Synopses & Reviews
One of the most extraordinary literary works of the twentieth century, Lady Chatterley's Lover was banned in England and the United States after its initial publication in 1928. The unexpurgated edition did not appear in America until 1959, after one of the most spectacular legal battles in publishing history.
Bold, passionate, and erotic, "Lady Chatterley's Lover" is a truly classic novel of the 20th century, now available in a Penguin Classics Deluxe Edition.
About the Author
The son of a miner, the prolific novelist, poet, and travel writer David Herbert Lawrence was born in Eastwood, Nottinghamshire, in 1885. He attended Nottingham University and found employment as a schoolteacher. His first novel, The White Peacock
, was published in 1911, the same year his beloved mother died and he quit teaching after contracting pneumonia. The next year Lawrence published Sons and Lovers
and ran off to Germany with Frieda Weekley, his former tutor’s wife. His masterpieces The Rainbow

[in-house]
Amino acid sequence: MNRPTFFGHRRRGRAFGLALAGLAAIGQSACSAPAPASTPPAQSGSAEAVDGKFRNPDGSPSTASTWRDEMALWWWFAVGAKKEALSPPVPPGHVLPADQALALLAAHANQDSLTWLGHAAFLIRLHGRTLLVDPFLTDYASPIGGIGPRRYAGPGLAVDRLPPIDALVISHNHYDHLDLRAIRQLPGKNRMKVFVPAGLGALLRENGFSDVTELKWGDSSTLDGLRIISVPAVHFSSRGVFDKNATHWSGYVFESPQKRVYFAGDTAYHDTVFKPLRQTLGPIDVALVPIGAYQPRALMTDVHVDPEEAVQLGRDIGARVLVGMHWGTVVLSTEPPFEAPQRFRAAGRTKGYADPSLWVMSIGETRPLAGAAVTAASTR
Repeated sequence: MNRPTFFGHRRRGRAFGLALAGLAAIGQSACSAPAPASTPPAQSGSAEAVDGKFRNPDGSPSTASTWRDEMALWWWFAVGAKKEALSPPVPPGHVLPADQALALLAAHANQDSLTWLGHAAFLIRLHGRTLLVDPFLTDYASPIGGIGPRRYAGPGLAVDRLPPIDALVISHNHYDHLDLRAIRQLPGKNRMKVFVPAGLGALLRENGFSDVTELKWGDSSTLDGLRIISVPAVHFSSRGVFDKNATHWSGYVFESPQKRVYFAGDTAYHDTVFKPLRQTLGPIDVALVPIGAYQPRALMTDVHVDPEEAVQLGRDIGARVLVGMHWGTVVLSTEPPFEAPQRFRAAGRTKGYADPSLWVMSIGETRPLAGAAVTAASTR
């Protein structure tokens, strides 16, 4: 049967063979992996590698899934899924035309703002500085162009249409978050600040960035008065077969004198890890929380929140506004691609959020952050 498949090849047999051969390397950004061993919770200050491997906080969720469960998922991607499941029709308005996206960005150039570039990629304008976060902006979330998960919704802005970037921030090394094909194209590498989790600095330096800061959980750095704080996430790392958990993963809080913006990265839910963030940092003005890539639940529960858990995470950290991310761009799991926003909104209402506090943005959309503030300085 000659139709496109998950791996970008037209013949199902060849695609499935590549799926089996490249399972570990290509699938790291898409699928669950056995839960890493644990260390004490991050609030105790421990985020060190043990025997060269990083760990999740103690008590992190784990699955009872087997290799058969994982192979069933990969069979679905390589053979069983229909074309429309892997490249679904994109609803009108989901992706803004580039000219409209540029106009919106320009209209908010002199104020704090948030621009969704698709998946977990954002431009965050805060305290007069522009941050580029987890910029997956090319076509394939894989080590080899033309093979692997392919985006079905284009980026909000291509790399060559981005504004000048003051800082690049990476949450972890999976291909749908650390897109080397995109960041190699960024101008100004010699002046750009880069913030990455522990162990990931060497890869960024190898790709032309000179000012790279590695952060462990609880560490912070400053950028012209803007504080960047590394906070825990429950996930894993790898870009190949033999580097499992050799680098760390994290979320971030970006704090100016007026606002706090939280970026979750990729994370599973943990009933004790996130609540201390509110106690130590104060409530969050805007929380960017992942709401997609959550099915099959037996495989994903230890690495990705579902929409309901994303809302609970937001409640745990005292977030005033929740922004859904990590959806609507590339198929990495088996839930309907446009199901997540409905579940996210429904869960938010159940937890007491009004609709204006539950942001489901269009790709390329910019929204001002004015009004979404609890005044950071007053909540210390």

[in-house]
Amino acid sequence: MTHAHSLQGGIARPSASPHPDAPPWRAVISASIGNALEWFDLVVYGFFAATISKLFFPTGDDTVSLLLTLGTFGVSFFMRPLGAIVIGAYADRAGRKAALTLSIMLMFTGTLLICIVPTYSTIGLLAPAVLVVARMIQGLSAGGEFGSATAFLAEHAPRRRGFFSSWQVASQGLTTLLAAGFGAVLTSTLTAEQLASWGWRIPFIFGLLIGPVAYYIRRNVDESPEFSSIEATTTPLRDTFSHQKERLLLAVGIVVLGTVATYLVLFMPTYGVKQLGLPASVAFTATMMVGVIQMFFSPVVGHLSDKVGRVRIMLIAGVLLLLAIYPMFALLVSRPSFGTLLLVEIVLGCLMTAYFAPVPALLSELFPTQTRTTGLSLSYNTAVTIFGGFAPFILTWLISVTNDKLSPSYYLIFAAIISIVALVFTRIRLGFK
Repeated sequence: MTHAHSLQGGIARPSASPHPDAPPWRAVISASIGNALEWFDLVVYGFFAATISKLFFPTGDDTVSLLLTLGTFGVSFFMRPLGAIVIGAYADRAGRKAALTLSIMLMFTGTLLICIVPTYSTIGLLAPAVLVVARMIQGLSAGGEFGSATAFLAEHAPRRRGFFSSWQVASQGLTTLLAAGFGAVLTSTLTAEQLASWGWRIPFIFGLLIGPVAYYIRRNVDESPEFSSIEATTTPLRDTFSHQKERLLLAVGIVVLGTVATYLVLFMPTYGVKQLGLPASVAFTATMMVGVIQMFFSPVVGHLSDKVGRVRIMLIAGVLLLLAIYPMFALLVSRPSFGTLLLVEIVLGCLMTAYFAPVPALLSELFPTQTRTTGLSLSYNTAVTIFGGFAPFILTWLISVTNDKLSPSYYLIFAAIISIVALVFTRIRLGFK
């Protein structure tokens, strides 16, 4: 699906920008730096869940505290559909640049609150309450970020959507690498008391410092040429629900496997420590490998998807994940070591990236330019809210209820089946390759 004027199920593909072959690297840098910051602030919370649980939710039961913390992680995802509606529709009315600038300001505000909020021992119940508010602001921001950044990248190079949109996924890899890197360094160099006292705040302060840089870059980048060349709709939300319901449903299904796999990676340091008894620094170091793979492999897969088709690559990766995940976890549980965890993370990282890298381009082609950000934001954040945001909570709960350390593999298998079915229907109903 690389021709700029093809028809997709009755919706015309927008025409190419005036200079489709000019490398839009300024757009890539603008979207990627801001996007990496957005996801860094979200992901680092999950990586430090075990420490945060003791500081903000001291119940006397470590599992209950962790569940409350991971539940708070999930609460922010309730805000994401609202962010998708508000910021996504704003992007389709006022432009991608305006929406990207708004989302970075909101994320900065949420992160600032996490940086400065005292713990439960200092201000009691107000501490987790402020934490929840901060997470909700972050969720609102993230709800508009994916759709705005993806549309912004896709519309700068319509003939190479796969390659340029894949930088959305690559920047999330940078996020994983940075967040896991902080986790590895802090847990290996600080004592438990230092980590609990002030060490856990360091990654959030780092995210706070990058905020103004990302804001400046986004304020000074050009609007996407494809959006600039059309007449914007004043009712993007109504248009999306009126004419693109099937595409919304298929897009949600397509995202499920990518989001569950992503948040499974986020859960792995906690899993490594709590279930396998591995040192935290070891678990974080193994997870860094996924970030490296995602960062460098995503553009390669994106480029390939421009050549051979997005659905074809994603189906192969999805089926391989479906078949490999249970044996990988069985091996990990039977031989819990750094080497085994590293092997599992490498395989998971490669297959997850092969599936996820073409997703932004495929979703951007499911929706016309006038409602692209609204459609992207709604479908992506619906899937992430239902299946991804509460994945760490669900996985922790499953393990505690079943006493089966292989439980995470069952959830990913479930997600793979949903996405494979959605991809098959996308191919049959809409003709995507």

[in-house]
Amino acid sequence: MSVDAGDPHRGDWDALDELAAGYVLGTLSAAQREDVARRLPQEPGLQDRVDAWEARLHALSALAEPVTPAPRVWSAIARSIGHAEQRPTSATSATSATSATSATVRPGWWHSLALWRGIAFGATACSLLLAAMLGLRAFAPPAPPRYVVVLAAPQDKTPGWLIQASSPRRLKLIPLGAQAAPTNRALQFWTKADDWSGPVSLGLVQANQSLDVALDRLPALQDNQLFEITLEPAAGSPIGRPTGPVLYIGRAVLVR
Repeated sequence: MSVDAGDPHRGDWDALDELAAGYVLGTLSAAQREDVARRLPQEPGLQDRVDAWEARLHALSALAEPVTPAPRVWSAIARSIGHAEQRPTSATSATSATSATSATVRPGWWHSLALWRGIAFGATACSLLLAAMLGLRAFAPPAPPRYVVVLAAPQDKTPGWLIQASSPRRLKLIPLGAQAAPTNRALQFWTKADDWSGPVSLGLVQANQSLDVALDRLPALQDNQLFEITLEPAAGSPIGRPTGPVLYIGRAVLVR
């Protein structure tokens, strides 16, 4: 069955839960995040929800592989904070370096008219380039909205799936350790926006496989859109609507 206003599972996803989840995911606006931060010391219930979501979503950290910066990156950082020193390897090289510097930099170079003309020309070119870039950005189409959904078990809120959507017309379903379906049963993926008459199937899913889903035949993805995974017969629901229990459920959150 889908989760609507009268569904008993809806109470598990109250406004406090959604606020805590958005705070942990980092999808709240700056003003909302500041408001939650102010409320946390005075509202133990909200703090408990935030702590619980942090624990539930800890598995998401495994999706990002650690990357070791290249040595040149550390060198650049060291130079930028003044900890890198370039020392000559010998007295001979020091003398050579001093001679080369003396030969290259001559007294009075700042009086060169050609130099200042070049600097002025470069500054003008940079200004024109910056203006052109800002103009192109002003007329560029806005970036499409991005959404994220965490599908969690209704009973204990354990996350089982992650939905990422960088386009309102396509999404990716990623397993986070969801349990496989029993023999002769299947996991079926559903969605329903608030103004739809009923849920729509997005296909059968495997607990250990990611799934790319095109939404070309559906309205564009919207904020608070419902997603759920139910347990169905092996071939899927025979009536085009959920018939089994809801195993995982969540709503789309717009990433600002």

and Women in Love
were completed in quick succession, but the first was suppressed as indecent and the second was not published until 1920. Lawrence’s lyrical writings challenged convention, promoting a return to an ideal of nature where sex is seen as a sacrament. In 1928 Lawrence’s final novel, Lady Chatterley’s Lover
, was banned in England and the United States for indecency. He died of tuberculosis in 1930 in Venice.
Doris Lessing, whose many writings include The Golden Notebook, has received numerous awards, including Spain's Prince of Asturias Prize.